There’s a few ways to provide these transcriptions. If it’s part of a larger post and the clip is short, or if it’s the main content for the post, you can generally provide the transcript in line with the rest of the text. If it’s not, you may want to consider moving the transcript to a separate page and link to it.

Write readable content

I can’t tell you how to do your job. If anything, I could probably use some writing classes myself. I do, however, want to underline the importance of writing readable content. People with dyslexia will thank you for keeping your sentences simple.

Besides that, don’t overload your pages with images, or use an intense variety of styles, colours, and fonts. This will ensure your page looks clean and inviting to read.

Still need help?

Let me know! If there is something in this post you don’t fully understand, I probably did not do a good enough job explaining it. Feel free to leave feedback with this form, or hit me up on Twitter.

Some Accessibility Basics

Update August 21st 2014: I’ve updated the skip-links section to add a fix for an issue in Internet Explorer and Chrome. This fix has been described in this “Fixing Skip to Content Links” article by Nicholas C. Zakas and so is not mine. Credit where credit is due :).

For my job at Highforge I regularly look at WordPress themes and other websites. More often than not I end up disappointed by the amount of themes that simply will not work properly when JavaScript is disabled, or don’t have a visual indicator for the :focus state.

On the subject of JavaScript

The odds of a significant user-base with JavaScript disabled are currently pretty low, with even 97.6% of screenreader users (read more about this study, opens in a new window) reporting it enabled in a recent WebAIM survey (January 2014).

This, however, does not mean that the ideas behind Progressive Enhancement can be thrown out the window. JS can still fail for whatever reason. Maybe the CDN you’re using is having a stroke and you have no local fallback, maybe your visitor is behind a restrictive company or ISP proxy that mangles your lovingly crafted scripts, maybe (s)he is actually one of those people with it disabled (through NoScript or otherwise).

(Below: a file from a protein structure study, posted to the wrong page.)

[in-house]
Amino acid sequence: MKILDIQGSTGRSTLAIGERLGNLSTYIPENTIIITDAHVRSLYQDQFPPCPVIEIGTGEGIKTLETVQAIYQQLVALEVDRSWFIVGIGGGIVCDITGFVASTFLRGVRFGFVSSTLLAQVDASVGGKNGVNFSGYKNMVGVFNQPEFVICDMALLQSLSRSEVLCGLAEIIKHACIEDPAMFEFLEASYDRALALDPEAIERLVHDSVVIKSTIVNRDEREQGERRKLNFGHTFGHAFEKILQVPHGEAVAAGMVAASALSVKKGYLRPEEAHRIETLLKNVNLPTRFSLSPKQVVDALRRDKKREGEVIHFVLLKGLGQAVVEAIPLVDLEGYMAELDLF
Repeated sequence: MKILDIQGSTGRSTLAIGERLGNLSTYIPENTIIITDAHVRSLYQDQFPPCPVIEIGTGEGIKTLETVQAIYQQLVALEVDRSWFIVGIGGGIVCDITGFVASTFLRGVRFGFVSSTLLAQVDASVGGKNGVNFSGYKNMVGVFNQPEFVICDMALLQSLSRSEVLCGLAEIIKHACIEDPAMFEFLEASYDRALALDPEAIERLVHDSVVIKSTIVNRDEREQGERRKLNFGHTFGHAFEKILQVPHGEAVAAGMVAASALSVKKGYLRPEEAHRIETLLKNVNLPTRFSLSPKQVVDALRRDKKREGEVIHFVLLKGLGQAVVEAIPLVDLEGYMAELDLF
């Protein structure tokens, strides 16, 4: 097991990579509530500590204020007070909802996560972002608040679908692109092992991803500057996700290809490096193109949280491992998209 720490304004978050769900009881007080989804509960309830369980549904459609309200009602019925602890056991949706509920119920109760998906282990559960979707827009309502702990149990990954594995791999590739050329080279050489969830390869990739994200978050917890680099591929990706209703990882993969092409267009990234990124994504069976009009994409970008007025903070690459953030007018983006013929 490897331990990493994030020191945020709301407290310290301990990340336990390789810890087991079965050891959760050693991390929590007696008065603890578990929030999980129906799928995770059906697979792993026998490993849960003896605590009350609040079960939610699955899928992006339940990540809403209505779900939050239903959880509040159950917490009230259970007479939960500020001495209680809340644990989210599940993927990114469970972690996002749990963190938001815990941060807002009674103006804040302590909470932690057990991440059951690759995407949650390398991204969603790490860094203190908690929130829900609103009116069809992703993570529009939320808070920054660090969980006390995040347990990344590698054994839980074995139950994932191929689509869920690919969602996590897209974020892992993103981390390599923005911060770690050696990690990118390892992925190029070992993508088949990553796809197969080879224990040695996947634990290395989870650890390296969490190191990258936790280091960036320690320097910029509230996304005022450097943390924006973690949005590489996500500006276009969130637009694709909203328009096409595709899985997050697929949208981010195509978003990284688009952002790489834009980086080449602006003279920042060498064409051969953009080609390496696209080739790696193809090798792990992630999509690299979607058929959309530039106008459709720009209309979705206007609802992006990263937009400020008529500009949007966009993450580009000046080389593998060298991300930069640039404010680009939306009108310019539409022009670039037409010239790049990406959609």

By being prepared for it, you can guarantee all your visitors will be able to access all the information on your website. Regardless of their JavaScript support.

Disclaimer: There are situations in which providing a fallback is ludicrous. If you’re absolutely sure your site or app falls into this category, then by all means, rely on JavaScript.

The wonderful :focus state

In case you’re not familiar with the :focus, it’s a state that gets triggered when selecting a link by keyboard (using the tab key). Much like the :hover state, it can be styled with CSS just as well.

Now imagine hovering over a link with your mouse and nothing happens. The mouse cursor doesn’t change, the link’s text doesn’t change. For all intents and purposes, the link doesn’t actually look like a link or seems like it’s functioning. In fact, let’s say the mouse cursor is completely invisible. This is essentially the equivalent of trying to browse a website without a visible :focus state with a keyboard. Needlessly difficult.

A simple fix is to simply apply the :hover style to :focus as well and go from there. This is what I’ve done on this site as well (Go ahead, try it!). There’s two exceptions: the skip link, and the active menu item. Each of these have their own way of displaying they are, in fact, the link in focus.

title attribute